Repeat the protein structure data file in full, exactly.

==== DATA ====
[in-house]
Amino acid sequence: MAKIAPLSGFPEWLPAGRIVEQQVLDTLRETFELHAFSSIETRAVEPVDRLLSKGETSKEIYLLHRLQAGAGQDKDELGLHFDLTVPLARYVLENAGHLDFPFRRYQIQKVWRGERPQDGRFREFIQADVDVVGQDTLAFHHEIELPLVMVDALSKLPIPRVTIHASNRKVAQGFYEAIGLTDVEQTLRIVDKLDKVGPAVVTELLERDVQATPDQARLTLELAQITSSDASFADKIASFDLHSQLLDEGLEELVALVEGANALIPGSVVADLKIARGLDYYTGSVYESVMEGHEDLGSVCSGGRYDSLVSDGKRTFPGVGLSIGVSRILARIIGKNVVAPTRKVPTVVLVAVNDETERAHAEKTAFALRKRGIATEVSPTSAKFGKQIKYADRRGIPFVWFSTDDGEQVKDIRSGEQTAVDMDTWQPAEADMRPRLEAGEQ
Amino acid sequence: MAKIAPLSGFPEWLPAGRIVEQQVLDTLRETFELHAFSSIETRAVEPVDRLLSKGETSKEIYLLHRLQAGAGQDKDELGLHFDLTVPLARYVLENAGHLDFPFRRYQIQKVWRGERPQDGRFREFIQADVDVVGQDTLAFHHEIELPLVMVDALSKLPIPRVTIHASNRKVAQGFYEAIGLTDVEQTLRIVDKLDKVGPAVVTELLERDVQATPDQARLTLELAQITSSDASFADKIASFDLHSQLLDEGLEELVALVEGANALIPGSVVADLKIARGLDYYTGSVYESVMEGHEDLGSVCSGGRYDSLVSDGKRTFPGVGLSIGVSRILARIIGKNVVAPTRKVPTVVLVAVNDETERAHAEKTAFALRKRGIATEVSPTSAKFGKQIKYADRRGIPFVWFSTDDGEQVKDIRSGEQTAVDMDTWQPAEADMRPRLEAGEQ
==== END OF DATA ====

[in-house]
Amino acid sequence: MAKIAPLSGFPEWLPAGRIVEQQVLDTLRETFELHAFSSIETRAVEPVDRLLSKGETSKEIYLLHRLQAGAGQDKDELGLHFDLTVPLARYVLENAGHLDFPFRRYQIQKVWRGERPQDGRFREFIQADVDVVGQDTLAFHHEIELPLVMVDALSKLPIPRVTIHASNRKVAQGFYEAIGLTDVEQTLRIVDKLDKVGPAVVTELLERDVQATPDQARLTLELAQITSSDASFADKIASFDLHSQLLDEGLEELVALVEGANALIPGSVVADLKIARGLDYYTGSVYESVMEGHEDLGSVCSGGRYDSLVSDGKRTFPGVGLSIGVSRILARIIGKNVVAPTRKVPTVVLVAVNDETERAHAEKTAFALRKRGIATEVSPTSAKFGKQIKYADRRGIPFVWFSTDDGEQVKDIRSGEQTAVDMDTWQPAEADMRPRLEAGEQ
Amino acid sequence: MAKIAPLSGFPEWLPAGRIVEQQVLDTLRETFELHAFSSIETRAVEPVDRLLSKGETSKEIYLLHRLQAGAGQDKDELGLHFDLTVPLARYVLENAGHLDFPFRRYQIQKVWRGERPQDGRFREFIQADVDVVGQDTLAFHHEIELPLVMVDALSKLPIPRVTIHASNRKVAQGFYEAIGLTDVEQTLRIVDKLDKVGPAVVTELLERDVQATPDQARLTLELAQITSSDASFADKIASFDLHSQLLDEGLEELVALVEGANALIPGSVVADLKIARGLDYYTGSVYESVMEGHEDLGSVCSGGRYDSLVSDGKRTFPGVGLSIGVSRILARIIGKNVVAPTRKVPTVVLVAVNDETERAHAEKTAFALRKRGIATEVSPTSAKFGKQIKYADRRGIPFVWFSTDDGEQVKDIRSGEQTAVDMDTWQPAEADMRPRLEAGEQ